Don’t Get Even – Do One Better
Instances will occur when the competition strikes first. It’s inevitable, and the knee-jerk reaction is to try to match what they’ve done.
No matter how well you’ve prepared, competitors might scoop you by surpassing your amenities, securing a key locale to build or being the first to implement certain types of smart-home technology to the market.
Just like the classic idea of Keeping up with the Joneses by purchasing a new car when your neighbor gets one, it’s natural to want to duplicate success. That’s the mentality I, and I assume many others, had always possessed.
That’s until a certain instance in my career altered my approach whenever I’m in a situation where I’ve been bested. Now, this is an out-of-industry example, but the lesson learned can be incorporated into a company’s strategic marketing efforts to help one-up the competition.
My previous career was that of a sports reporter for the Rocky Mountain News, and I’d often help with the Denver Nuggets. In early 2009, then-Nuggets star Carmelo Anthony was sidelined with a wrist injury. His timetable for return was questionable and neither of Denver’s newspapers had given a definitive timeline.
Then, around Jan. 20, The Denver Post reported that Anthony would return on Jan. 30 against the Charlotte Bobcats. The competing newspaper beat us to the punch. Anyhow, the night the Post broke the story, the injured Anthony was doing a pre-game interview in the tunnel of the Pepsi Center. While all other reporters were in the arena preparing for the game, Nuggets lead reporter Chris Tomasson instructed me to wait for Anthony.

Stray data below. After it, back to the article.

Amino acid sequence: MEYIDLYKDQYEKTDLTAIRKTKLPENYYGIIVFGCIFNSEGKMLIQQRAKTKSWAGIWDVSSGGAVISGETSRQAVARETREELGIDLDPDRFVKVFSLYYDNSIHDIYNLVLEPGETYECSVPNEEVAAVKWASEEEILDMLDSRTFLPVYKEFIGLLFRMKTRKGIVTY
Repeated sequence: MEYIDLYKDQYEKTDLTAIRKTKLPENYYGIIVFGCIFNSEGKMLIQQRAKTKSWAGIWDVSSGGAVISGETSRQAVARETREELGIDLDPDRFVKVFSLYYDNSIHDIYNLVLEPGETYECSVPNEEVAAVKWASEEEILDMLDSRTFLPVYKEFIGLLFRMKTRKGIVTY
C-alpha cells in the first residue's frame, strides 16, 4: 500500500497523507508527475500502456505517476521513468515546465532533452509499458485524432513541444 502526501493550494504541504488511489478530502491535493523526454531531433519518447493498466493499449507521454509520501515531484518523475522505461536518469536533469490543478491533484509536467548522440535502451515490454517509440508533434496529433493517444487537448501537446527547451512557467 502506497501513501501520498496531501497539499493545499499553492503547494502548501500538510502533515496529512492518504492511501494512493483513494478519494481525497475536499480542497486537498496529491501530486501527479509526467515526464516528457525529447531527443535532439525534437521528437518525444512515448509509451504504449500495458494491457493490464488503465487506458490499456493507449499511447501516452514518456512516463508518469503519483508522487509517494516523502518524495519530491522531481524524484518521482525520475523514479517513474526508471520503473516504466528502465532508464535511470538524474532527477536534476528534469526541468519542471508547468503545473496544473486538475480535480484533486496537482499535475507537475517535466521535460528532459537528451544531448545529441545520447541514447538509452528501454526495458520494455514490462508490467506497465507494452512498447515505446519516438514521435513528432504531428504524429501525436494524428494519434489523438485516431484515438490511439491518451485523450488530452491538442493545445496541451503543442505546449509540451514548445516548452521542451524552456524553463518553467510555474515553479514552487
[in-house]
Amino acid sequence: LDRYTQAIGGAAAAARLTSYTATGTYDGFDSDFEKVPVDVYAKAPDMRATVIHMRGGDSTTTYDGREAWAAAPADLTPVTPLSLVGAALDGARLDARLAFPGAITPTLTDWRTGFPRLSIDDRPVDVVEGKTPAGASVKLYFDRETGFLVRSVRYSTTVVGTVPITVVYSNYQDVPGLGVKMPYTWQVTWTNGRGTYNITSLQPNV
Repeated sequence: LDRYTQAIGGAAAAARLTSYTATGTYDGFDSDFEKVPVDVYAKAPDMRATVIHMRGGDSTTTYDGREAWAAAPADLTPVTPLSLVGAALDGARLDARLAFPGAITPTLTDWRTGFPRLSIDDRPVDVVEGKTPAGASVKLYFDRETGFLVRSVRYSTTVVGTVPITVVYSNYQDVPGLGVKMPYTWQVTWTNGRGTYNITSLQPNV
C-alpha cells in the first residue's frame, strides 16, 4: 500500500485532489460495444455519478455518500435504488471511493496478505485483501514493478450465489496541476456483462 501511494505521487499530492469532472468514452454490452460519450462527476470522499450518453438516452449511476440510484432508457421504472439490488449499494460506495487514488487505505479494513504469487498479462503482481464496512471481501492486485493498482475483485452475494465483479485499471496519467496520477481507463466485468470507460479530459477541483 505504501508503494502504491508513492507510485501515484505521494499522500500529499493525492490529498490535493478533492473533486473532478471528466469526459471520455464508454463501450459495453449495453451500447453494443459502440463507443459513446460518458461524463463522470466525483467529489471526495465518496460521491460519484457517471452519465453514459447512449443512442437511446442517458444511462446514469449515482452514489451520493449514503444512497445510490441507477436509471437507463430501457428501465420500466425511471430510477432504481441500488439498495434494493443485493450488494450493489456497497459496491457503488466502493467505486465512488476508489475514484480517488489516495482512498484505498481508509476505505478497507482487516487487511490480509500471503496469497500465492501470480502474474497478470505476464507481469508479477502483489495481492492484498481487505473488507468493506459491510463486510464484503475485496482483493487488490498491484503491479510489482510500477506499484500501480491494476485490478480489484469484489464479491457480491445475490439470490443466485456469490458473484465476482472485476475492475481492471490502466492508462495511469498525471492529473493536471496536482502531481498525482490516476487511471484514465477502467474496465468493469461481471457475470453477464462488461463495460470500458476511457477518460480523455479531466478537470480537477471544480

In a “get even” state of mind, I assumed Tomasson wanted me to independently confirm what Anthony had told The Post, that he’d return on Jan. 30. But Tomasson had other ideas.
He noticed that the Nuggets also had a big game against New Orleans two days prior to his projected return, so he advised that I ask Anthony whether Jan. 28 was a possibility to return. When I got my one-on-one interview with Anthony walking out to the floor, I asked that very question.
Anthony said something to the effect of: “To be honest, I just threw the date January 30 out there. I definitely haven’t ruled out returning earlier.”
So rather than getting even with the Post by independently confirming their story, we had information that somewhat contradicted what they had written and cast some doubt on their story. In a competitive media world, this is a win.
Extrapolated to multifamily, the same principle can be applied whichever role you play in the industry. If a competing property installs smart locks, do one better on the tech front by equipping residents with an Alexa device that allows them to control several smart-home features.
If the competitor proudly announces that they’re going to open their pool on May 25, open your pool a few days earlier – and do so with live music and drinks. While some one-up measures could be cost-prohibited, the primary idea is to think creatively about ways to surpass the competition.
Don’t get even – go beyond.
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